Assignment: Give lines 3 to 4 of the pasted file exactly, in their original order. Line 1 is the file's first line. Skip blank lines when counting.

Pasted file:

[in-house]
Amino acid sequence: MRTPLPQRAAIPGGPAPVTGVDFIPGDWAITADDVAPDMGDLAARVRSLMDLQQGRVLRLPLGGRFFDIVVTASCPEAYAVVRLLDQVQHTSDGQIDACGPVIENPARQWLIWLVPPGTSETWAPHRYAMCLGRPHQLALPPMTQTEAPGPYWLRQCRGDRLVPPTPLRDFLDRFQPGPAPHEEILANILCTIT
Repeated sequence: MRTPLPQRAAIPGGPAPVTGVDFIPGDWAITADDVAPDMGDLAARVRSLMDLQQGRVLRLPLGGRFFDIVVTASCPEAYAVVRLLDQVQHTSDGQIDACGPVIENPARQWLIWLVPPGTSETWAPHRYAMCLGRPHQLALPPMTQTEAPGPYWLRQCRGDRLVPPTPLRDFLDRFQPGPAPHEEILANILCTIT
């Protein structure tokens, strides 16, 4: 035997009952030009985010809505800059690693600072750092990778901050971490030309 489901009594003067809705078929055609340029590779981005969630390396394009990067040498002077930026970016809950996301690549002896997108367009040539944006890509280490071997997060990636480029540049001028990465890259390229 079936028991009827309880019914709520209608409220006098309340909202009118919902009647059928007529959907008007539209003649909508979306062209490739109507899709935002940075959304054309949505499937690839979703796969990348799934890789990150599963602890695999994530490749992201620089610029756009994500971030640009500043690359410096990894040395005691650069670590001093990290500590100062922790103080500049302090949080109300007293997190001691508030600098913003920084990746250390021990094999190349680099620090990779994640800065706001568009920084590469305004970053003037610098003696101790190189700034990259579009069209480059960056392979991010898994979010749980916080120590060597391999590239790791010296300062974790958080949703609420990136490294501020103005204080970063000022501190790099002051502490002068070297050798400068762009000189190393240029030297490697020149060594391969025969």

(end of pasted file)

Repeated sequence: MRTPLPQRAAIPGGPAPVTGVDFIPGDWAITADDVAPDMGDLAARVRSLMDLQQGRVLRLPLGGRFFDIVVTASCPEAYAVVRLLDQVQHTSDGQIDACGPVIENPARQWLIWLVPPGTSETWAPHRYAMCLGRPHQLALPPMTQTEAPGPYWLRQCRGDRLVPPTPLRDFLDRFQPGPAPHEEILANILCTIT
């Protein structure tokens, strides 16, 4: 035997009952030009985010809505800059690693600072750092990778901050971490030309 489901009594003067809705078929055609340029590779981005969630390396394009990067040498002077930026970016809950996301690549002896997108367009040539944006890509280490071997997060990636480029540049001028990465890259390229 079936028991009827309880019914709520209608409220006098309340909202009118919902009647059928007529959907008007539209003649909508979306062209490739109507899709935002940075959304054309949505499937690839979703796969990348799934890789990150599963602890695999994530490749992201620089610029756009994500971030640009500043690359410096990894040395005691650069670590001093990290500590100062922790103080500049302090949080109300007293997190001691508030600098913003920084990746250390021990094999190349680099620090990779994640800065706001568009920084590469305004970053003037610098003696101790190189700034990259579009069209480059960056392979991010898994979010749980916080120590060597391999590239790791010296300062974790958080949703609420990136490294501020103005204080970063000022501190790099002051502490002068070297050798400068762009000189190393240029030297490697020149060594391969025969």